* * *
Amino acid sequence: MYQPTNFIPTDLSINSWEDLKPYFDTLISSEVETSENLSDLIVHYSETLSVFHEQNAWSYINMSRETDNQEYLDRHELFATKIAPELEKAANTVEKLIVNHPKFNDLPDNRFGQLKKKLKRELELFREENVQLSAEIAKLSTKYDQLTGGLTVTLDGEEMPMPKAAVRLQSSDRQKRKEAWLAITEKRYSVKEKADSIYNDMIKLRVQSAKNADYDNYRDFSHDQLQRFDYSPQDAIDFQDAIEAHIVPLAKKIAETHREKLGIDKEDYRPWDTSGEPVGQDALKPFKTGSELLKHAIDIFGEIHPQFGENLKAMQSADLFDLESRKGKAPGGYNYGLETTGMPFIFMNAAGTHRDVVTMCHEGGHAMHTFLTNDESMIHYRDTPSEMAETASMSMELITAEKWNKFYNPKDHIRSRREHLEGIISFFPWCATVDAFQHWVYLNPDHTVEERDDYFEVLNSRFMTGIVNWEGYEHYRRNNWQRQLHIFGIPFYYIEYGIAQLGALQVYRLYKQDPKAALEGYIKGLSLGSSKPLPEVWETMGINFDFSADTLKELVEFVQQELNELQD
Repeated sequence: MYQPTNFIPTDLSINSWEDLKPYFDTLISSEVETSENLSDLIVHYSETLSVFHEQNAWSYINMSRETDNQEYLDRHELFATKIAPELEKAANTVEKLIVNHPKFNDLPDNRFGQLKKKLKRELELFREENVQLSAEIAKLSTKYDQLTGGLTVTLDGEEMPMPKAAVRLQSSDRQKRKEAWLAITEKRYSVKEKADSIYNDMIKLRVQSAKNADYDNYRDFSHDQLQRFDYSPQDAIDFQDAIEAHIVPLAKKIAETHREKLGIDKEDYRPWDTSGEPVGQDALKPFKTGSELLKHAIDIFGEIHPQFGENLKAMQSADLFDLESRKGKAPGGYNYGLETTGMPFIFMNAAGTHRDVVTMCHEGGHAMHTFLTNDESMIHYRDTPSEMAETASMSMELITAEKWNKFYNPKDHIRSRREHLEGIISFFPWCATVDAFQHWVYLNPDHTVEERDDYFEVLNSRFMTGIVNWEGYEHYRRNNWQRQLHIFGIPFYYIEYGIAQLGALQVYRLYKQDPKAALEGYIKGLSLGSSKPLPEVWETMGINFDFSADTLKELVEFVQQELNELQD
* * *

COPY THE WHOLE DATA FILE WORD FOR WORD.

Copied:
Amino acid sequence: MYQPTNFIPTDLSINSWEDLKPYFDTLISSEVETSENLSDLIVHYSETLSVFHEQNAWSYINMSRETDNQEYLDRHELFATKIAPELEKAANTVEKLIVNHPKFNDLPDNRFGQLKKKLKRELELFREENVQLSAEIAKLSTKYDQLTGGLTVTLDGEEMPMPKAAVRLQSSDRQKRKEAWLAITEKRYSVKEKADSIYNDMIKLRVQSAKNADYDNYRDFSHDQLQRFDYSPQDAIDFQDAIEAHIVPLAKKIAETHREKLGIDKEDYRPWDTSGEPVGQDALKPFKTGSELLKHAIDIFGEIHPQFGENLKAMQSADLFDLESRKGKAPGGYNYGLETTGMPFIFMNAAGTHRDVVTMCHEGGHAMHTFLTNDESMIHYRDTPSEMAETASMSMELITAEKWNKFYNPKDHIRSRREHLEGIISFFPWCATVDAFQHWVYLNPDHTVEERDDYFEVLNSRFMTGIVNWEGYEHYRRNNWQRQLHIFGIPFYYIEYGIAQLGALQVYRLYKQDPKAALEGYIKGLSLGSSKPLPEVWETMGINFDFSADTLKELVEFVQQELNELQD
Repeated sequence: MYQPTNFIPTDLSINSWEDLKPYFDTLISSEVETSENLSDLIVHYSETLSVFHEQNAWSYINMSRETDNQEYLDRHELFATKIAPELEKAANTVEKLIVNHPKFNDLPDNRFGQLKKKLKRELELFREENVQLSAEIAKLSTKYDQLTGGLTVTLDGEEMPMPKAAVRLQSSDRQKRKEAWLAITEKRYSVKEKADSIYNDMIKLRVQSAKNADYDNYRDFSHDQLQRFDYSPQDAIDFQDAIEAHIVPLAKKIAETHREKLGIDKEDYRPWDTSGEPVGQDALKPFKTGSELLKHAIDIFGEIHPQFGENLKAMQSADLFDLESRKGKAPGGYNYGLETTGMPFIFMNAAGTHRDVVTMCHEGGHAMHTFLTNDESMIHYRDTPSEMAETASMSMELITAEKWNKFYNPKDHIRSRREHLEGIISFFPWCATVDAFQHWVYLNPDHTVEERDDYFEVLNSRFMTGIVNWEGYEHYRRNNWQRQLHIFGIPFYYIEYGIAQLGALQVYRLYKQDPKAALEGYIKGLSLGSSKPLPEVWETMGINFDFSADTLKELVEFVQQELNELQD